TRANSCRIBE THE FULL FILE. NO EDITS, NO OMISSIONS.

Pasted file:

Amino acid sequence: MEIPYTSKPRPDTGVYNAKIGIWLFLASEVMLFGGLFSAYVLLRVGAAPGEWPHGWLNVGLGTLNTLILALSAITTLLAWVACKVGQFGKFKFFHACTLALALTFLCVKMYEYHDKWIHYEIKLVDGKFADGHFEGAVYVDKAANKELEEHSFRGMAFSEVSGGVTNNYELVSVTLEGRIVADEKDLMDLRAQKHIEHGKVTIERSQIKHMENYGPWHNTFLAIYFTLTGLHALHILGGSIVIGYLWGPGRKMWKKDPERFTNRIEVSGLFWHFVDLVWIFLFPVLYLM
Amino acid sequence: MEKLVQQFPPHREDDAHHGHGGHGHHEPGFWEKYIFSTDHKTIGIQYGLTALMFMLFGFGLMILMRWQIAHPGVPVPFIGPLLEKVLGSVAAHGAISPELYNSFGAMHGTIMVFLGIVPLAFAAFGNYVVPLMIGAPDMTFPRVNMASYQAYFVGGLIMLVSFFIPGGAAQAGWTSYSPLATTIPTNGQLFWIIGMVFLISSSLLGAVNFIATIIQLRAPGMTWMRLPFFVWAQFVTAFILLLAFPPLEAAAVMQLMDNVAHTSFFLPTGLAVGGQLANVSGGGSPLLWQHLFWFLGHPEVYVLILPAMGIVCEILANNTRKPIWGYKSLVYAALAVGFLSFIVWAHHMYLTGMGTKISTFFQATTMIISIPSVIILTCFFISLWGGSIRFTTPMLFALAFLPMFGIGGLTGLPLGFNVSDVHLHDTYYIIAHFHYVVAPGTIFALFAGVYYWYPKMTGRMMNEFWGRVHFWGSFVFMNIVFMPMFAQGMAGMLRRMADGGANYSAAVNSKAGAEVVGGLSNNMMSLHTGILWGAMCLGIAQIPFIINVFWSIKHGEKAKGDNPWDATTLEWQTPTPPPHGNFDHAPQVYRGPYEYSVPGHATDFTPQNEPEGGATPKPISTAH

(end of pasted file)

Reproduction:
Amino acid sequence: MEIPYTSKPRPDTGVYNAKIGIWLFLASEVMLFGGLFSAYVLLRVGAAPGEWPHGWLNVGLGTLNTLILALSAITTLLAWVACKVGQFGKFKFFHACTLALALTFLCVKMYEYHDKWIHYEIKLVDGKFADGHFEGAVYVDKAANKELEEHSFRGMAFSEVSGGVTNNYELVSVTLEGRIVADEKDLMDLRAQKHIEHGKVTIERSQIKHMENYGPWHNTFLAIYFTLTGLHALHILGGSIVIGYLWGPGRKMWKKDPERFTNRIEVSGLFWHFVDLVWIFLFPVLYLM
Amino acid sequence: MEKLVQQFPPHREDDAHHGHGGHGHHEPGFWEKYIFSTDHKTIGIQYGLTALMFMLFGFGLMILMRWQIAHPGVPVPFIGPLLEKVLGSVAAHGAISPELYNSFGAMHGTIMVFLGIVPLAFAAFGNYVVPLMIGAPDMTFPRVNMASYQAYFVGGLIMLVSFFIPGGAAQAGWTSYSPLATTIPTNGQLFWIIGMVFLISSSLLGAVNFIATIIQLRAPGMTWMRLPFFVWAQFVTAFILLLAFPPLEAAAVMQLMDNVAHTSFFLPTGLAVGGQLANVSGGGSPLLWQHLFWFLGHPEVYVLILPAMGIVCEILANNTRKPIWGYKSLVYAALAVGFLSFIVWAHHMYLTGMGTKISTFFQATTMIISIPSVIILTCFFISLWGGSIRFTTPMLFALAFLPMFGIGGLTGLPLGFNVSDVHLHDTYYIIAHFHYVVAPGTIFALFAGVYYWYPKMTGRMMNEFWGRVHFWGSFVFMNIVFMPMFAQGMAGMLRRMADGGANYSAAVNSKAGAEVVGGLSNNMMSLHTGILWGAMCLGIAQIPFIINVFWSIKHGEKAKGDNPWDATTLEWQTPTPPPHGNFDHAPQVYRGPYEYSVPGHATDFTPQNEPEGGATPKPISTAH